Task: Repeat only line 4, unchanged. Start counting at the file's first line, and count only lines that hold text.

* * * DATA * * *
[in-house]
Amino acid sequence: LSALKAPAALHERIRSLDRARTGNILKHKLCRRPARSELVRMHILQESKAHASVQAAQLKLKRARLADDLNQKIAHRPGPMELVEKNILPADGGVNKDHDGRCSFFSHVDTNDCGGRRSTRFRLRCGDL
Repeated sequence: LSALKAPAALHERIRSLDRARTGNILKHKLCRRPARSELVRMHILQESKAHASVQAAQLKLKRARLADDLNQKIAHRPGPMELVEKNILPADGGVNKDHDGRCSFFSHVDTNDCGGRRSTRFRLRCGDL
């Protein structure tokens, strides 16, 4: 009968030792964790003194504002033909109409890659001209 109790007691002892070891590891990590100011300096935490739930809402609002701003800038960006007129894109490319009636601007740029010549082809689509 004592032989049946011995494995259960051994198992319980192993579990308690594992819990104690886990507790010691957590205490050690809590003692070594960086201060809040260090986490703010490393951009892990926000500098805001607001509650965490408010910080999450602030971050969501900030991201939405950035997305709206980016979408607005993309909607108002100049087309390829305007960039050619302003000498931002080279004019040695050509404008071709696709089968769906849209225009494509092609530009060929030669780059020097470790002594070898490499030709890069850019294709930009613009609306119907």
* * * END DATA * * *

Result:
């Protein structure tokens, strides 16, 4: 009968030792964790003194504002033909109409890659001209 109790007691002892070891590891990590100011300096935490739930809402609002701003800038960006007129894109490319009636601007740029010549082809689509 004592032989049946011995494995259960051994198992319980192993579990308690594992819990104690886990507790010691957590205490050690809590003692070594960086201060809040260090986490703010490393951009892990926000500098805001607001509650965490408010910080999450602030971050969501900030991201939405950035997305709206980016979408607005993309909607108002100049087309390829305007960039050619302003000498931002080279004019040695050509404008071709696709089968769906849209225009494509092609530009060929030669780059020097470790002594070898490499030709890069850019294709930009613009609306119907």